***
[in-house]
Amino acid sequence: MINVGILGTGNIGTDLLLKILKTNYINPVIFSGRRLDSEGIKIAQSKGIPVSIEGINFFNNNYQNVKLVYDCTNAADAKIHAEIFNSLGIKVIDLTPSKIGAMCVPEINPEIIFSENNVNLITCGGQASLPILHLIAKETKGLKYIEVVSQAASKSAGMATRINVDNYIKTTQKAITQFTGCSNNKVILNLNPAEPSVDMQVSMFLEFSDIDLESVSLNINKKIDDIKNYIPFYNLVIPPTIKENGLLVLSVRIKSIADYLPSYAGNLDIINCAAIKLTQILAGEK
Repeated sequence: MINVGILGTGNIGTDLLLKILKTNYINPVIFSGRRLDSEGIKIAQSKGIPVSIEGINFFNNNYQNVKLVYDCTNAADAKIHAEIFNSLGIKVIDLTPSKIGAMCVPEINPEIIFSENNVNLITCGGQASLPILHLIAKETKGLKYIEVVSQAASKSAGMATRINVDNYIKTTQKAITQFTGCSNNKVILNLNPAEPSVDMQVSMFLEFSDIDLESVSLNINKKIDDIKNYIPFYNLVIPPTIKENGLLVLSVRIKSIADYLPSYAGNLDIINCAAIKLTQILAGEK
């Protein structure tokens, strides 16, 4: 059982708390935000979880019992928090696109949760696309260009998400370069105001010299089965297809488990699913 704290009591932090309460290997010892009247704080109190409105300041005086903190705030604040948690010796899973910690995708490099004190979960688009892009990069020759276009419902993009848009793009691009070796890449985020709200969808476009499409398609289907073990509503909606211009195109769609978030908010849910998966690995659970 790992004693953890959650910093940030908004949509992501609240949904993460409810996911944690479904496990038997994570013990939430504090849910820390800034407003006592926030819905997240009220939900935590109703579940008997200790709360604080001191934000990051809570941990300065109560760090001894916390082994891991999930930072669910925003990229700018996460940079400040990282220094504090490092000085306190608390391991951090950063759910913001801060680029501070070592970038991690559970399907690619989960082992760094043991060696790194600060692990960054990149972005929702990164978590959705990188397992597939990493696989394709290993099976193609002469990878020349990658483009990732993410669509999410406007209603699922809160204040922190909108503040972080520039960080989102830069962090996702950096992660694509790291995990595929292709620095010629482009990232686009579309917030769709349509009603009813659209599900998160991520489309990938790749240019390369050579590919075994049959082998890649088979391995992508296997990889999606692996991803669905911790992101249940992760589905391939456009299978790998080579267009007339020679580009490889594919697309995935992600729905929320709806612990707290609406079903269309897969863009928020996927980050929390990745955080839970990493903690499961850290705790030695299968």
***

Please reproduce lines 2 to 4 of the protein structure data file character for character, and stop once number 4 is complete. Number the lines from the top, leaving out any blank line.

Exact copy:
Amino acid sequence: MINVGILGTGNIGTDLLLKILKTNYINPVIFSGRRLDSEGIKIAQSKGIPVSIEGINFFNNNYQNVKLVYDCTNAADAKIHAEIFNSLGIKVIDLTPSKIGAMCVPEINPEIIFSENNVNLITCGGQASLPILHLIAKETKGLKYIEVVSQAASKSAGMATRINVDNYIKTTQKAITQFTGCSNNKVILNLNPAEPSVDMQVSMFLEFSDIDLESVSLNINKKIDDIKNYIPFYNLVIPPTIKENGLLVLSVRIKSIADYLPSYAGNLDIINCAAIKLTQILAGEK
Repeated sequence: MINVGILGTGNIGTDLLLKILKTNYINPVIFSGRRLDSEGIKIAQSKGIPVSIEGINFFNNNYQNVKLVYDCTNAADAKIHAEIFNSLGIKVIDLTPSKIGAMCVPEINPEIIFSENNVNLITCGGQASLPILHLIAKETKGLKYIEVVSQAASKSAGMATRINVDNYIKTTQKAITQFTGCSNNKVILNLNPAEPSVDMQVSMFLEFSDIDLESVSLNINKKIDDIKNYIPFYNLVIPPTIKENGLLVLSVRIKSIADYLPSYAGNLDIINCAAIKLTQILAGEK
């Protein structure tokens, strides 16, 4: 059982708390935000979880019992928090696109949760696309260009998400370069105001010299089965297809488990699913 704290009591932090309460290997010892009247704080109190409105300041005086903190705030604040948690010796899973910690995708490099004190979960688009892009990069020759276009419902993009848009793009691009070796890449985020709200969808476009499409398609289907073990509503909606211009195109769609978030908010849910998966690995659970 790992004693953890959650910093940030908004949509992501609240949904993460409810996911944690479904496990038997994570013990939430504090849910820390800034407003006592926030819905997240009220939900935590109703579940008997200790709360604080001191934000990051809570941990300065109560760090001894916390082994891991999930930072669910925003990229700018996460940079400040990282220094504090490092000085306190608390391991951090950063759910913001801060680029501070070592970038991690559970399907690619989960082992760094043991060696790194600060692990960054990149972005929702990164978590959705990188397992597939990493696989394709290993099976193609002469990878020349990658483009990732993410669509999410406007209603699922809160204040922190909108503040972080520039960080989102830069962090996702950096992660694509790291995990595929292709620095010629482009990232686009579309917030769709349509009603009813659209599900998160991520489309990938790749240019390369050579590919075994049959082998890649088979391995992508296997990889999606692996991803669905911790992101249940992760589905391939456009299978790998080579267009007339020679580009490889594919697309995935992600729905929320709806612990707290609406079903269309897969863009928020996927980050929390990745955080839970990493903690499961850290705790030695299968």